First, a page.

• Presents with acute secondary syphilis usually presents with generalized, pustular lesions at the palms and soles with generalized lymphadenopathy
  • Rapid plasma reagin (RPR), Venereal Disease Research Laboratory (VDRL) and Fluorescent treponemal antibody absorption (FTA-ABS) tests confirm the presence of the causative agent.
Reactive arthritis (Reiter syndrome)
  • Musculoskeletal manifestation include arthritis, tenosynovitis, dactylitis, and low back pain.
  • Extraarticular manifestation include conjunctivitis, urethritis, and genital and oral lesions.
  • Reactive arthritis is a clinical diagnosis based upon the pattern of findings and there is no definitive diagnostic test
Hepatitis B virus (HBV) infection
  • Presents with fever, chills, polyarthritis, tenosynovitis, and urticarial rash
  • Synovial fluid analysis usually shows noninflammatory fluid
  • Elevated serum aminotransaminases and evidence of acute HBV infection on serologic testing confirm the presence of the HBV.
Herpes simplex virus (HSV)
  • Genital and extragenital lesions can mimic the skin lesions that occur in disseminated gonococcal infection
  • Viral culture, polymerase chain reaction (PCR), and direct fluorescence antibody confirm the presence of the causative agent.
HIV infection
  • Present with generalized rash with mucus membrane involvement, fever, chills, and arthralgia. Joint effusions are uncommon
Gout and other crystal-induced arthritis
  • Presents with acute monoarthritis with fever and chills
  • Synovial fluid analysis confirm the diagnosis.
Lyme disease
  • Present with erythema chronicum migrans rash and monoarthritis as a later presentation.
  • Clinical characteristics of the rash and and serologic testing confirm the diagnosis.

References

  1. Bisno AL, Stevens DL (1996). "Streptococcal infections of skin and soft tissues". N. Engl. J. Med. 334 (4): 240–5. doi:10.1056/NEJM199601253340407. PMID 8532002.
  2. Stevens DL, Bisno AL, Chambers HF, Dellinger EP, Goldstein EJ, Gorbach SL, Hirschmann JV, Kaplan SL, Montoya JG, Wade JC (2014). "Practice guidelines for the diagnosis and management of skin and soft tissue infections: 2014 update by the infectious diseases society of America". Clin. Infect. Dis. 59 (2): 147–59. doi:10.1093/cid/ciu296. PMID 24947530.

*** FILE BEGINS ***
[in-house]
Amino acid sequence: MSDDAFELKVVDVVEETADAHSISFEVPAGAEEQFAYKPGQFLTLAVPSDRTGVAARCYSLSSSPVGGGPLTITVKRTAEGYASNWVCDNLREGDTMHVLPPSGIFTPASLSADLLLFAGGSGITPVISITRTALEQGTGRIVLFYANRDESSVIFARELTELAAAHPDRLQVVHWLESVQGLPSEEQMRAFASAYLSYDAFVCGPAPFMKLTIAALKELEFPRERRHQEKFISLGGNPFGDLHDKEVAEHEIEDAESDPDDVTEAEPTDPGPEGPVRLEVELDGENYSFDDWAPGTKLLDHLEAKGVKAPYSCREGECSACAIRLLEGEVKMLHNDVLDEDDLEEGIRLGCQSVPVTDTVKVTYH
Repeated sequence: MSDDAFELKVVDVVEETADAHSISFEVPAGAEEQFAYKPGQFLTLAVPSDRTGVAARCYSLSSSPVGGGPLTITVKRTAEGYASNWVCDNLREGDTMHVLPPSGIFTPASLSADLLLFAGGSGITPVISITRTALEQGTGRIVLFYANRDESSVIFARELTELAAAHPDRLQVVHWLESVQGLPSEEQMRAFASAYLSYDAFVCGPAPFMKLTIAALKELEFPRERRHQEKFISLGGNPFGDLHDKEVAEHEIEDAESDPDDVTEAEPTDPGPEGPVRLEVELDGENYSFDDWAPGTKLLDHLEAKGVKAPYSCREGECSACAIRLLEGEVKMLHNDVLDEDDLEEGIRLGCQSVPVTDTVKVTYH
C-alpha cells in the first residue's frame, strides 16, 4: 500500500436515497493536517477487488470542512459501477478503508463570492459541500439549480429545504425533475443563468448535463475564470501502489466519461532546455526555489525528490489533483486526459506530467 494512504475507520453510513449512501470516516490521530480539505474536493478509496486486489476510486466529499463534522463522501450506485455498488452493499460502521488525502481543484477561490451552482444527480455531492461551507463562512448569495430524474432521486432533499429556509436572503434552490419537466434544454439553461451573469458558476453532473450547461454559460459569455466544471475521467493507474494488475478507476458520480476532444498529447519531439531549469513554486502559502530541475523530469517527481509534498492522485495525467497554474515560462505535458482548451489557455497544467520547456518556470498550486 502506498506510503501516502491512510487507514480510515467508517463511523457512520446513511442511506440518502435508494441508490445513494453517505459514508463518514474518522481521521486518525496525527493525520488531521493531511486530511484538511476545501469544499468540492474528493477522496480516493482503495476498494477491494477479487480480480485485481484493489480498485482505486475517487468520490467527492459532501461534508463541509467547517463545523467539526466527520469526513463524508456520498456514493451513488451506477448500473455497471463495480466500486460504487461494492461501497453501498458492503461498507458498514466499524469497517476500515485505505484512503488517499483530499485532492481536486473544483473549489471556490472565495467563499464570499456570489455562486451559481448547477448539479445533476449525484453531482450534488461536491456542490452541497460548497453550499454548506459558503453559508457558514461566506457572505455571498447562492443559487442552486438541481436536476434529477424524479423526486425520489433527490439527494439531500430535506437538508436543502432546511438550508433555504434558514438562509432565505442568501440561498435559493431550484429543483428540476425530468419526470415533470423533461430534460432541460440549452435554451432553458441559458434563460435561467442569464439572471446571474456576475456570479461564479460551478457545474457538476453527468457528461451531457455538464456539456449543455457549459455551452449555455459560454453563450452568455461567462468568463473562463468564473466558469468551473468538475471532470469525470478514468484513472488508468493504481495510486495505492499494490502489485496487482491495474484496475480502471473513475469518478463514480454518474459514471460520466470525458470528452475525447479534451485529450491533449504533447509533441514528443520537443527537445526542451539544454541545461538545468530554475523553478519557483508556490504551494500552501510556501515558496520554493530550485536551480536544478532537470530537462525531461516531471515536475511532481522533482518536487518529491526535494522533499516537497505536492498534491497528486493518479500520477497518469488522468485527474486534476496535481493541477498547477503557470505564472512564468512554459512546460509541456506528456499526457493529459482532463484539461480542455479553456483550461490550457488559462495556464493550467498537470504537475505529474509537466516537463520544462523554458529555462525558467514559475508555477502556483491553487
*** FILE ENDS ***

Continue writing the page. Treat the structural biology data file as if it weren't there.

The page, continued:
3. Shigemura T, Nakamura J, Kishida S, Harada Y, Ohtori S, Kamikawa K, Ochiai N, Takahashi K (2011). "Incidence of osteonecrosis associated with corticosteroid therapy among different underlying diseases: prospective MRI study". Rheumatology (Oxford). 50 (11): 2023–8. doi:10.1093/rheumatology/ker277. PMID 21865285.
  4. Slobogean GP, Sprague SA, Scott T, Bhandari M (2015). "Complications following young femoral neck fractures". Injury. 46 (3): 484–91. doi:10.1016/j.injury.2014.10.010. PMID 25480307.
  5. Amanatullah DF, Strauss EJ, Di Cesare PE (2011). "Current management options for osteonecrosis of the femoral head: part 1, diagnosis and nonoperative management". Am J. Orthop. 40 (9): E186–92. PMID 22022684.
  6. Etienne G, Mont MA, Ragland PS (2004). "The diagnosis and treatment of nontraumatic osteonecrosis of the femoral head". Instr Course Lect. 53: 67–85. PMID 15116601.
  7. Ahmadi ME, Morrison WB, Carrino JA, Schweitzer ME, Raikin SM, Ledermann HP (2006). "Neuropathic arthropathy of the foot with and without superimposed osteomyelitis: MR imaging characteristics". Radiology. 238 (2): 622–31. doi:10.1148/radiol.2382041393. PMID 16436821.
  8. Lovell, Wood (2014). Lovell and Winter's pediatric orthopaedics. Philadelphia: Wolters Kluwer Health/Lippincott Williams & Wilkins. ISBN 978-1605478142.
  9. Joosten LA, Netea MG, Mylona E, Koenders MI, Malireddi RK, Oosting M, Stienstra R, van de Veerdonk FL, Stalenhoef AF, Giamarellos-Bourboulis EJ, Kanneganti TD, van der Meer JW (2010). "Engagement of fatty acids with Toll-like receptor 2 drives interleukin-1β production via the ASC/caspase 1 pathway in monosodium urate monohydrate crystal-induced gouty arthritis". Arthritis Rheum. 62 (11): 3237–48. doi:10.1002/art.27667. PMC 2970687. PMID 20662061.
  10. Picarsic J, Jaffe R (2015). "Nosology and Pathology of Langerhans Cell Histiocytosis". Hematol. Oncol. Clin. North Am. 29 (5): 799–823. doi:10.1016/j.hoc.2015.06.001. PMID 26461144.
  11. Rompalo AM, Hook EW, Roberts PL, Ramsey PG, Handsfield HH, Holmes KK (1987). "The acute arthritis-dermatitis syndrome. The changing importance of Neisseria gonorrhoeae and Neisseria meningitidis". Arch Intern Med. 147 (2): 281–3. PMID 3101626.
  12. Rice PA (2005). "Gonococcal arthritis (disseminated gonococcal infection)". Infect Dis Clin North Am. 19 (4): 853–61. doi:10.1016/j.idc.2005.07.003. PMID 16297736.
  13. Bleich AT, Sheffield JS, Wendel GD, Sigman A, Cunningham FG (2012). "Disseminated gonococcal infection in women". Obstet Gynecol. 119 (3): 597–602. doi:10.1097/AOG.0b013e318244eda9. PMID 22353959.